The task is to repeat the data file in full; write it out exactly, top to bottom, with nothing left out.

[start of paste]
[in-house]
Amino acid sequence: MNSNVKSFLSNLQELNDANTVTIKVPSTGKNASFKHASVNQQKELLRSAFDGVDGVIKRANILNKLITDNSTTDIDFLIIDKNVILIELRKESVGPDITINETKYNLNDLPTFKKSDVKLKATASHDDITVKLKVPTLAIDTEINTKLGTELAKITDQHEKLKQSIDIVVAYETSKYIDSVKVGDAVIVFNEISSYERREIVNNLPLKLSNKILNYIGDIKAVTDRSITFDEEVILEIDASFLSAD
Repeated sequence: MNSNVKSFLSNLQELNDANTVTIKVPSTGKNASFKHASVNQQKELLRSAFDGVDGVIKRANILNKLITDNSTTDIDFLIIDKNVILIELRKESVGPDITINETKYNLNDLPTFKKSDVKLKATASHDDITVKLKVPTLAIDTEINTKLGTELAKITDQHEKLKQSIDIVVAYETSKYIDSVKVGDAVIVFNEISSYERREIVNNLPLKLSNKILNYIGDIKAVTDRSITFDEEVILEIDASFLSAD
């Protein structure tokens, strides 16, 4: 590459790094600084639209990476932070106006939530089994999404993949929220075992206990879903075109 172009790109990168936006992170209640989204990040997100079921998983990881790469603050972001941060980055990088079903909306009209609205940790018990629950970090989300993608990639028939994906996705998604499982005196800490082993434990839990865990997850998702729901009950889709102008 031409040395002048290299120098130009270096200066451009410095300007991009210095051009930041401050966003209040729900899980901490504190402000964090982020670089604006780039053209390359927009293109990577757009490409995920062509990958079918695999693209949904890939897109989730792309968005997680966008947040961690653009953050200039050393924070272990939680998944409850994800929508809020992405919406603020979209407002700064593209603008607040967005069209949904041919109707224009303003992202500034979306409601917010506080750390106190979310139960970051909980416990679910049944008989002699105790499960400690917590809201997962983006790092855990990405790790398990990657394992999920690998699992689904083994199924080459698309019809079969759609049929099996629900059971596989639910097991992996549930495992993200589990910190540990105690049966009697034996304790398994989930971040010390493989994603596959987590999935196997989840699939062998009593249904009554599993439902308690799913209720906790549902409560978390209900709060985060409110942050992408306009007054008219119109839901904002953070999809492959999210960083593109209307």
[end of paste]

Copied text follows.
[in-house]
Amino acid sequence: MNSNVKSFLSNLQELNDANTVTIKVPSTGKNASFKHASVNQQKELLRSAFDGVDGVIKRANILNKLITDNSTTDIDFLIIDKNVILIELRKESVGPDITINETKYNLNDLPTFKKSDVKLKATASHDDITVKLKVPTLAIDTEINTKLGTELAKITDQHEKLKQSIDIVVAYETSKYIDSVKVGDAVIVFNEISSYERREIVNNLPLKLSNKILNYIGDIKAVTDRSITFDEEVILEIDASFLSAD
Repeated sequence: MNSNVKSFLSNLQELNDANTVTIKVPSTGKNASFKHASVNQQKELLRSAFDGVDGVIKRANILNKLITDNSTTDIDFLIIDKNVILIELRKESVGPDITINETKYNLNDLPTFKKSDVKLKATASHDDITVKLKVPTLAIDTEINTKLGTELAKITDQHEKLKQSIDIVVAYETSKYIDSVKVGDAVIVFNEISSYERREIVNNLPLKLSNKILNYIGDIKAVTDRSITFDEEVILEIDASFLSAD
């Protein structure tokens, strides 16, 4: 590459790094600084639209990476932070106006939530089994999404993949929220075992206990879903075109 172009790109990168936006992170209640989204990040997100079921998983990881790469603050972001941060980055990088079903909306009209609205940790018990629950970090989300993608990639028939994906996705998604499982005196800490082993434990839990865990997850998702729901009950889709102008 031409040395002048290299120098130009270096200066451009410095300007991009210095051009930041401050966003209040729900899980901490504190402000964090982020670089604006780039053209390359927009293109990577757009490409995920062509990958079918695999693209949904890939897109989730792309968005997680966008947040961690653009953050200039050393924070272990939680998944409850994800929508809020992405919406603020979209407002700064593209603008607040967005069209949904041919109707224009303003992202500034979306409601917010506080750390106190979310139960970051909980416990679910049944008989002699105790499960400690917590809201997962983006790092855990990405790790398990990657394992999920690998699992689904083994199924080459698309019809079969759609049929099996629900059971596989639910097991992996549930495992993200589990910190540990105690049966009697034996304790398994989930971040010390493989994603596959987590999935196997989840699939062998009593249904009554599993439902308690799913209720906790549902409560978390209900709060985060409110942050992408306009007054008219119109839901904002953070999809492959999210960083593109209307």